Let's use Latin letters $a,b,c,\cdots$ for local Minkowski frame indices, and Greek letters $\mu,\nu\,\lambda,\cdots$ for coordinate indices.

On one hand, we all know that the covariant derivatives for 1/2-spinor field can be written as: $$ D_\mu\psi=\partial_\mu\psi+\frac{1}{2}(\omega_{ab})_\mu\Sigma^{ab}\psi $$ where $\Sigma^{ab}=\frac{1}{4}[\gamma^a,\gamma^b]$ is the Lorentz group generator, while $(\omega_{ab})_\mu$ is the connection for local Minkowski frame. In some references, $\Gamma_\mu\equiv\frac{1}{2}(\omega_{ab})_\mu\Sigma^{ab}$.

On the other hand, from Riemannian geometry, covariant derivative for tangent vector can be written as: $$ \nabla_\mu V^\lambda=\partial_\mu V^\lambda+\Gamma^\lambda_{\nu\mu}V^\nu $$ where $\Gamma^\lambda_{\nu\mu}$ is Christoffel symbol.

If one denotes the local frame transformation as $\theta^a_\mu$ and its inverse $e^\nu_b$, one can find the relationship between $(\omega_{ab})_i$ and $\Gamma^\lambda_{\nu\mu}$: $$ (\omega^a_{b})_\mu=\theta^a_\lambda\nabla_\mu e^\lambda_b $$

All the formula above can be found in any differential geometry textbooks or general relativity textbooks.(e.g. N.D.Birrell, P.C.W.Davies-Quantum Fields in Curved Space)

Here's the problem, we can prove that the Laplacian operator on a scalar field $\phi$ is $$ \Delta \phi=\nabla^\mu\nabla_\mu \phi=\frac{1}{\sqrt{|g|}} \partial^\mu\left(\sqrt{|g|}\partial_\mu \phi\right) $$ But for 1/2-spinor field $\psi$, is $$ \Delta \psi=D^\mu D_\mu \psi\tag 1 $$ true?

Or, is $$ \Delta \psi= D\!\!\!/^2\psi\equiv(\gamma^\mu D_\mu)^2 \psi\tag 2 $$ true?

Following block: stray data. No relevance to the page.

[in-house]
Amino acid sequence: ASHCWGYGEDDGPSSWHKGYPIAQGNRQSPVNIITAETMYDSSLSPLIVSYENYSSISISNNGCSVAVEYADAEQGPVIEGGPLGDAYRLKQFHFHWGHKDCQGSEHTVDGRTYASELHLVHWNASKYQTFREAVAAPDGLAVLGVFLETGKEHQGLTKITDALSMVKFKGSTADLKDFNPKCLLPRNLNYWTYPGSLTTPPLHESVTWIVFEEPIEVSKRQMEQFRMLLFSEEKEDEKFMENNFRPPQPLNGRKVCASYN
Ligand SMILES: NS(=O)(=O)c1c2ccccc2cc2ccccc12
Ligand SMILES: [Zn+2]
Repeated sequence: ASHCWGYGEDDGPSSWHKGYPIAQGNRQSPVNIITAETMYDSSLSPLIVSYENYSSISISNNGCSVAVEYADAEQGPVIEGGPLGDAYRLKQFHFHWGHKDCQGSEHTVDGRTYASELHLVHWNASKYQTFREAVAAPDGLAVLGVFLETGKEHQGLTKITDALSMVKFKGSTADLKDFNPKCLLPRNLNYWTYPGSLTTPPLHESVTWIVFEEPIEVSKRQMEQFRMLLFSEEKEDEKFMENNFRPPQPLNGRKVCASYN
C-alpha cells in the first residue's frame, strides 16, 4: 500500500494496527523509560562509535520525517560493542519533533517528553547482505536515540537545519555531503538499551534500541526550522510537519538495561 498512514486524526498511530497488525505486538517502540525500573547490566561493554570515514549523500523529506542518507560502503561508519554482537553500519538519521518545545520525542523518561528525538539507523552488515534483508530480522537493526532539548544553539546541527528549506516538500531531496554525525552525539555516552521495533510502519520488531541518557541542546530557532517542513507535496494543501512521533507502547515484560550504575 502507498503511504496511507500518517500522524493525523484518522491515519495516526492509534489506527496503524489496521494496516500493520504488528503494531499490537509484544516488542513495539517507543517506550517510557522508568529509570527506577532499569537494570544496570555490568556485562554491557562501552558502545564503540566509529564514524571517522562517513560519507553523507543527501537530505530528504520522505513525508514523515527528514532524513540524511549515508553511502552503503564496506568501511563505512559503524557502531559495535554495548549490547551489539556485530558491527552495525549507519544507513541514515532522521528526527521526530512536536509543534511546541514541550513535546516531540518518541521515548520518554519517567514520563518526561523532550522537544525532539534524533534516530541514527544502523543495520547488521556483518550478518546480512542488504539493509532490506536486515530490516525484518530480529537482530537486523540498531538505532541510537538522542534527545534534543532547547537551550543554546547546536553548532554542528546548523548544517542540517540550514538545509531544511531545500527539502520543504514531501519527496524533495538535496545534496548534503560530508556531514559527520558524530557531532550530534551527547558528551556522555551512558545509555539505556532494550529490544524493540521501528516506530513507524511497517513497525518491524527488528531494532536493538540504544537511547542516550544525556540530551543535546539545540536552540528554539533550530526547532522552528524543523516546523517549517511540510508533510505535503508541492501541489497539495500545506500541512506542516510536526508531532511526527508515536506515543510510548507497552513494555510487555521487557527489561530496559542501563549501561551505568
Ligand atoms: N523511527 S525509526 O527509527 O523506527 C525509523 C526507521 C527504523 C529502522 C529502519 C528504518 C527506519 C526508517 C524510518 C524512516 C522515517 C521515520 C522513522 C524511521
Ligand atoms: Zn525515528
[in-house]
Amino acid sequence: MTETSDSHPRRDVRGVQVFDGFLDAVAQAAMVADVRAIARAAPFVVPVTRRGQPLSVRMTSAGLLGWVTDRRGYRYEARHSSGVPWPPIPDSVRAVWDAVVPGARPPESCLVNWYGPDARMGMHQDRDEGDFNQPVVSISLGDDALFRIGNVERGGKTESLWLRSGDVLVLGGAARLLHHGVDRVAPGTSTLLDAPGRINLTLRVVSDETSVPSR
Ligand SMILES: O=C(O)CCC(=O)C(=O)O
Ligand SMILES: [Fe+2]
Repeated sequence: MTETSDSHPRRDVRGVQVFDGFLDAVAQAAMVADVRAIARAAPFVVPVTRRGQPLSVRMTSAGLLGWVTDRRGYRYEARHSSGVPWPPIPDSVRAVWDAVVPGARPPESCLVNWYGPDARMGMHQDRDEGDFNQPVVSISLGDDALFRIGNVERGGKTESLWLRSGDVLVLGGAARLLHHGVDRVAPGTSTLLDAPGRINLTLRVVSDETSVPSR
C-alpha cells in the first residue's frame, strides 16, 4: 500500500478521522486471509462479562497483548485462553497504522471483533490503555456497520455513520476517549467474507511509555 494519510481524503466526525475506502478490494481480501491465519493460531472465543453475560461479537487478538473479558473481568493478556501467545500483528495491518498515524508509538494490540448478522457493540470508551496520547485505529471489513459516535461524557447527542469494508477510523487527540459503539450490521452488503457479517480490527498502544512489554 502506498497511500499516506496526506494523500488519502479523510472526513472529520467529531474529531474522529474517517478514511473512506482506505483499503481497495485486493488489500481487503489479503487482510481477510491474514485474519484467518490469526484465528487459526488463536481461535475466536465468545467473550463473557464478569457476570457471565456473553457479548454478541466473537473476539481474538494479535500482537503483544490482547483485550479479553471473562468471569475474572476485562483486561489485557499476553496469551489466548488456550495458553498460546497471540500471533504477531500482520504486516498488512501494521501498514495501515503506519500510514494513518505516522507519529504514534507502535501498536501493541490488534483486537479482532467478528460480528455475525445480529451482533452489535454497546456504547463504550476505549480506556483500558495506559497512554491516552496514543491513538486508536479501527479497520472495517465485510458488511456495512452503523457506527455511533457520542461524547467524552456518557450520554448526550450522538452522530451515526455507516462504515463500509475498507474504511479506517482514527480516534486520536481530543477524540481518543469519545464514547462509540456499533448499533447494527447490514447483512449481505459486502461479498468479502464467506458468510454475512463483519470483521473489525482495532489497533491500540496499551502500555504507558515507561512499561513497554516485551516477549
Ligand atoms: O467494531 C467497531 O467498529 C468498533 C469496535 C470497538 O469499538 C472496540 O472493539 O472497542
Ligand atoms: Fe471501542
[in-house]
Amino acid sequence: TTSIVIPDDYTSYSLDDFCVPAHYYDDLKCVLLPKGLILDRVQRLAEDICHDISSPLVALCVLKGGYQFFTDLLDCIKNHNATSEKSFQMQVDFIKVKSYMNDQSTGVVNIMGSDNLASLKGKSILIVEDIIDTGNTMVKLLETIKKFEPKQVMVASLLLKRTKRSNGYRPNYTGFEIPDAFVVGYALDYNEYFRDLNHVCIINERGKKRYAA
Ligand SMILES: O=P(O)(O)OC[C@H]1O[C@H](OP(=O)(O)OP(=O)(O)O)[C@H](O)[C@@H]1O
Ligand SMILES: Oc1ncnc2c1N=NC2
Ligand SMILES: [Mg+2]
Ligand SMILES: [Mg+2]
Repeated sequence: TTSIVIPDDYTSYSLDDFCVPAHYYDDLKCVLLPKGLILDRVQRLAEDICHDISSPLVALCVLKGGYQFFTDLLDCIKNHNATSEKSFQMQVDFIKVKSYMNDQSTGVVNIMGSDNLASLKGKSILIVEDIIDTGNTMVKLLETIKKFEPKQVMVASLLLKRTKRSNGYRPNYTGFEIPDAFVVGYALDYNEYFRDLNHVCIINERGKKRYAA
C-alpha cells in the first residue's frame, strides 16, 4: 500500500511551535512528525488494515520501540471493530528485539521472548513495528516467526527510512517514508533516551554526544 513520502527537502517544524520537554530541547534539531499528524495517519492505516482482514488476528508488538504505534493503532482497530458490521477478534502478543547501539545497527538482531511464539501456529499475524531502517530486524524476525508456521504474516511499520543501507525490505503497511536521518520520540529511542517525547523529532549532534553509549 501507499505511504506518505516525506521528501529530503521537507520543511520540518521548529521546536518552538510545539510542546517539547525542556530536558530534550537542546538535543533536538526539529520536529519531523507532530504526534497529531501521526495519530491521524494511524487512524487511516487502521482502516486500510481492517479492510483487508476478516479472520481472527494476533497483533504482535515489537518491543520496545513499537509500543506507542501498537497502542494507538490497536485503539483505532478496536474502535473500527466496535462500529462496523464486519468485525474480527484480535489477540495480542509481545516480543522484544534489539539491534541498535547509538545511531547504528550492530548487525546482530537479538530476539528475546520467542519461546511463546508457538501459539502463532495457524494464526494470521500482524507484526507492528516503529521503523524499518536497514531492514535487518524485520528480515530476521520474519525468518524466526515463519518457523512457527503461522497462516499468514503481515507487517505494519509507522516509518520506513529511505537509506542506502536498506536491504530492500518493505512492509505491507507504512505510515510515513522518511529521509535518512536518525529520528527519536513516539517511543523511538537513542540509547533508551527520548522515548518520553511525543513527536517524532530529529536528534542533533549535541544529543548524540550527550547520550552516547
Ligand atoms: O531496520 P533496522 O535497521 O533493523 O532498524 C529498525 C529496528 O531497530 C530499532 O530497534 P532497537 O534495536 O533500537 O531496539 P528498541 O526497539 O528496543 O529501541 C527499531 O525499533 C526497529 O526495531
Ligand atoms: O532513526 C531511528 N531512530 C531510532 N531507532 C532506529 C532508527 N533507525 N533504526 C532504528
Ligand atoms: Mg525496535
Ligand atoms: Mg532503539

p.s. (1) and (2) seems not be the same since $[D,\gamma]\ne 0 $

**As an example, I have calculated the $\Gamma_\mu$ for a spherical surface:$S^2\times R$, I've got $\Gamma_\mu=(0,0,-\frac{i}{2}\gamma^0\cos\theta)$, when I have taken $\gamma^a=(\sigma_3,i\sigma_2,-i\sigma_1)$, but I find both (1) and (2) are wrong.


1 Answer 1


The spinor Laplacian is (1). The square (2) of the Dirac operator minus the spinor Laplacian (1) is a quarter of the scalar Levi–Civita curvature, cf. Weitzenböck-Lichnerowicz identity.

  • $\begingroup$ Thanks, I am able to repeat the result $D\!\!\!\!\!/^2-D^aD_a=R_{sc}/4$. But neither $D\!\!\!\!\!/^2$ nor $D^aD_a$ is $\partial^2_t-\vec{\nabla}^2$, there are additional terms. $\endgroup$
    – bacon
    Dec 19, 2016 at 18:03
  • $\begingroup$ I make sense now, the reasonable Laplacian must be $D^aD_a$. Thanks a lot. $\endgroup$
    – bacon
    Dec 19, 2016 at 18:24

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